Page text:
Fire of Love: NZIFF Review
There are a lot of cliched ways to present volcanoes on screen.
Disaster movies make great fist of their explosive power, sending out rumbling waves of destruction destined to wipe out many; and documentaries slow down exploding lava shots as they shoot high in the sky.
So you'd be certainly right to feel that a documentary about a pair of volcanologists probably couldn't really offer anything new to the genre.
But you'd be wrong - horrendously, utterly wrong.
Fire of Love, directed by Sara Dosa, concerns itself with a pair of French volcanologists who met, fell in love and chased volcanos together - and it's mesmerising stuff.
Thanks largely to a swoon-worthy French OST and obligatory shots of explosions, Dosa threads together a narrative about Maurice and Katia Krafft that shows how their love grew through their work. It may be tinged with tragedy (as they died while exploring a volcano that had erupted) but there's nothing morose or mordant about Fire of Love.
With sequences of volcanos that show rocks falling from the skies while a pair of silver-suited explorers look on, the film crafts something that's utterly compelling and cinematically thrilling. It may be the duo look like some kind of extras from a bad BBC 1970s sci fi drama, but Dosa gets under their skin (and suits) by using their original footage and thoughts on volcanos.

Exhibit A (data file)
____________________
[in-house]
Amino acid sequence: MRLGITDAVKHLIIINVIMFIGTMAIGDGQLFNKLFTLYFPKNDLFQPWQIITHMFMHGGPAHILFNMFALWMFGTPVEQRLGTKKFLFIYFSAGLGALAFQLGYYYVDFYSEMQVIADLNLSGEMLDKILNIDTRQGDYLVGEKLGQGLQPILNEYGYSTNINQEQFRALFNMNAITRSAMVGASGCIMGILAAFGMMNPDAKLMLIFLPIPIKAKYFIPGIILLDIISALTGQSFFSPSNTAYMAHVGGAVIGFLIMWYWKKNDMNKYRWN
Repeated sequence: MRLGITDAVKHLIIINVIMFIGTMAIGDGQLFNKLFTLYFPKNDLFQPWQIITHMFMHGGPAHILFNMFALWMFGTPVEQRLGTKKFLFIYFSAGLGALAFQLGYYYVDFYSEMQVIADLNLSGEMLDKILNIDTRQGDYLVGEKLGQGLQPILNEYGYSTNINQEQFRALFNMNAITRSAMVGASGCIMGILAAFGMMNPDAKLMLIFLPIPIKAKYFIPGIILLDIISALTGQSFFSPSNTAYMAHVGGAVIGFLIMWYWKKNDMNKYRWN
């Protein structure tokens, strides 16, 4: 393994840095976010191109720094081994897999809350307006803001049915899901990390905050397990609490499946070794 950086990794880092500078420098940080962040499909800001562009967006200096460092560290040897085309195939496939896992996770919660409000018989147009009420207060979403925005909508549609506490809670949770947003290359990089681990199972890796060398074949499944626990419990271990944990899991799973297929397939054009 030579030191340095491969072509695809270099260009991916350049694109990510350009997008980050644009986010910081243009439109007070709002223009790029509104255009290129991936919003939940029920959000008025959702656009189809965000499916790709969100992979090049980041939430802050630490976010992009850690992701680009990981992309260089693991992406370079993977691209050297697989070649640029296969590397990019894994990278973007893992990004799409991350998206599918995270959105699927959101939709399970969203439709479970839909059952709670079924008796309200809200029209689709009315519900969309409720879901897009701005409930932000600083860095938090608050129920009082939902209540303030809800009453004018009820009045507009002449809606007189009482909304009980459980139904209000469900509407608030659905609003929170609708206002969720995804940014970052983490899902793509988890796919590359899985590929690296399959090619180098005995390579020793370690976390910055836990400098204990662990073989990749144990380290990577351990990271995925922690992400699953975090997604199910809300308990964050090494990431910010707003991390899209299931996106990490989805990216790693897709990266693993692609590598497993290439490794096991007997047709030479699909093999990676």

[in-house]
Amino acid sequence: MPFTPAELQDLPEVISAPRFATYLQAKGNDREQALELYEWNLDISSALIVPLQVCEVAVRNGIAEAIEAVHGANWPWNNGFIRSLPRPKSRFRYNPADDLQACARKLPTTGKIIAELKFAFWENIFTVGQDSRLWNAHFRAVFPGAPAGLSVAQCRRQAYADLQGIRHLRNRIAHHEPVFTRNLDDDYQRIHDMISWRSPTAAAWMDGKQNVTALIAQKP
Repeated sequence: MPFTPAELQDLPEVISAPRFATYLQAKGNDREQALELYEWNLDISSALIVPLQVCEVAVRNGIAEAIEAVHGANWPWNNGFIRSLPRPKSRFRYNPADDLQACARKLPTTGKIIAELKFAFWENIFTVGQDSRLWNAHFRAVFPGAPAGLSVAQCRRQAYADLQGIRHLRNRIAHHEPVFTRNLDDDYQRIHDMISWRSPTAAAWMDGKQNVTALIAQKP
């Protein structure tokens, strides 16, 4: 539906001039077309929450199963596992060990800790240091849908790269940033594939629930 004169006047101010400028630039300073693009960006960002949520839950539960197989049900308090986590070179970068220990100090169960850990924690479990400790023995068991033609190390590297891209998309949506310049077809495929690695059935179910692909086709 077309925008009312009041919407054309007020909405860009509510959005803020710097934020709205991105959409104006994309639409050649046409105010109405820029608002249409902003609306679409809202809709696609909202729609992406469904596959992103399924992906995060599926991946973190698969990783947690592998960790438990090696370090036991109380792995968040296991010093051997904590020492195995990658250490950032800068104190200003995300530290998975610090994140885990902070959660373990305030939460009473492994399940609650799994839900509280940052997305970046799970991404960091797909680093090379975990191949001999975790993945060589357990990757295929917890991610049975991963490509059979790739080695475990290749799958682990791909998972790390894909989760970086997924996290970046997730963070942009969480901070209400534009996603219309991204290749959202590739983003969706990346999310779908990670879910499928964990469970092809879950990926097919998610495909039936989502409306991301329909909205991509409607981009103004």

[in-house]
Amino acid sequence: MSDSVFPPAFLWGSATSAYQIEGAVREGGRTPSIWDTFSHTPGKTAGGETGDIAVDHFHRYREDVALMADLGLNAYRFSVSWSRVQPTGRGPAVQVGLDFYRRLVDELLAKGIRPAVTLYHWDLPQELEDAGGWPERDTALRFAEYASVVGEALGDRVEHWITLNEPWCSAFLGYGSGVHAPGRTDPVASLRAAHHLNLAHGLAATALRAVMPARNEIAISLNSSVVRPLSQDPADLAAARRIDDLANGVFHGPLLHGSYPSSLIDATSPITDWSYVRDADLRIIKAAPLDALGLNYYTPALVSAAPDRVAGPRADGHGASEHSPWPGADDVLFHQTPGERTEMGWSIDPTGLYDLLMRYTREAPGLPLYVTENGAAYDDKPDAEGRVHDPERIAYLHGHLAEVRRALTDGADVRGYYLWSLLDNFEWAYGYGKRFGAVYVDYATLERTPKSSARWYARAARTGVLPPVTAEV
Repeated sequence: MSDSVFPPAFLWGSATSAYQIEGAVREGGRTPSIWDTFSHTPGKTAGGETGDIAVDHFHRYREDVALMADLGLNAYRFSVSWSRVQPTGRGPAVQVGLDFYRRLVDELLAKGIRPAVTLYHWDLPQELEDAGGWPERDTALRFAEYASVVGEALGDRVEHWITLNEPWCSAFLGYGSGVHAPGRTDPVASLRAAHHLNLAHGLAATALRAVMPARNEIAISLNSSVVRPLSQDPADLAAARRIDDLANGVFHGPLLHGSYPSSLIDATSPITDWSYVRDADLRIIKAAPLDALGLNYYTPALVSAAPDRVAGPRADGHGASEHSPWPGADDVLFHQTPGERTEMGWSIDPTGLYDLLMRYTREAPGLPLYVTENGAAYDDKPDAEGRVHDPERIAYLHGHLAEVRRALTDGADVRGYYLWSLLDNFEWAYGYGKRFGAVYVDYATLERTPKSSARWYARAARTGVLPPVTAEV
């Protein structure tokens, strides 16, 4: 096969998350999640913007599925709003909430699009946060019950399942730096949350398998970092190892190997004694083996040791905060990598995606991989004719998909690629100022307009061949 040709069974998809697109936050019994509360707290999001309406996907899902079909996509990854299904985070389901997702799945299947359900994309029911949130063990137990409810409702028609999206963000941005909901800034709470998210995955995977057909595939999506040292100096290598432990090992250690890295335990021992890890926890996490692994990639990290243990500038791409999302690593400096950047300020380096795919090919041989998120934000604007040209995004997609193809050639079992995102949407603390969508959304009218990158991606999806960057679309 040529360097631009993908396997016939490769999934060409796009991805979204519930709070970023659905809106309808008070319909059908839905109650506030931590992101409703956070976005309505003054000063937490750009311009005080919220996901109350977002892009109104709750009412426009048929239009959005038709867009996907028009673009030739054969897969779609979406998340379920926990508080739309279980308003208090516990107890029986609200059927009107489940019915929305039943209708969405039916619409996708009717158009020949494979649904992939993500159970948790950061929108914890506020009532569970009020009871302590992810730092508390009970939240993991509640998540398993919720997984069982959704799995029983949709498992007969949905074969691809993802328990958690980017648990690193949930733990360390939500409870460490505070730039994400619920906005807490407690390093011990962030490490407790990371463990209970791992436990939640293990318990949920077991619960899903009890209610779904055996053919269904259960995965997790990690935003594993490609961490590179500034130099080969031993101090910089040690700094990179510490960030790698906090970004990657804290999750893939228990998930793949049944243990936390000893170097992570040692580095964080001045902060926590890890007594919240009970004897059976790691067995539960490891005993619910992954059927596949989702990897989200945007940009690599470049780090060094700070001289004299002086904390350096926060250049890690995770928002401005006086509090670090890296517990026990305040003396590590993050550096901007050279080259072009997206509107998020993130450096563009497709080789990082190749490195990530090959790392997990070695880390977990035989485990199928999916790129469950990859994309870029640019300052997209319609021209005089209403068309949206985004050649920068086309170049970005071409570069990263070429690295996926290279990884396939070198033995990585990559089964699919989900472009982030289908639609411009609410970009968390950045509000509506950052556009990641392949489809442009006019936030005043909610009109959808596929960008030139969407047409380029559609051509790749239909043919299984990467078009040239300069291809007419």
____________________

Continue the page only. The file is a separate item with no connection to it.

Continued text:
Initially only interested in red volcanoes (the ones whose lava flows and bubbles), the film demonstrates how their interests shifted more into exploring "grey" volcanoes, the more deadly and volatile magma beasts, which would ultimately tragically consume them.
But what Dosa does is to tell a story that celebrates their life, praises their work and elevates the duo into people you desperately want to know more about. With humble footage carefully constructed and elegaically presented, Fire of Love is an unmissably original experience that manages to be spectacularly moving.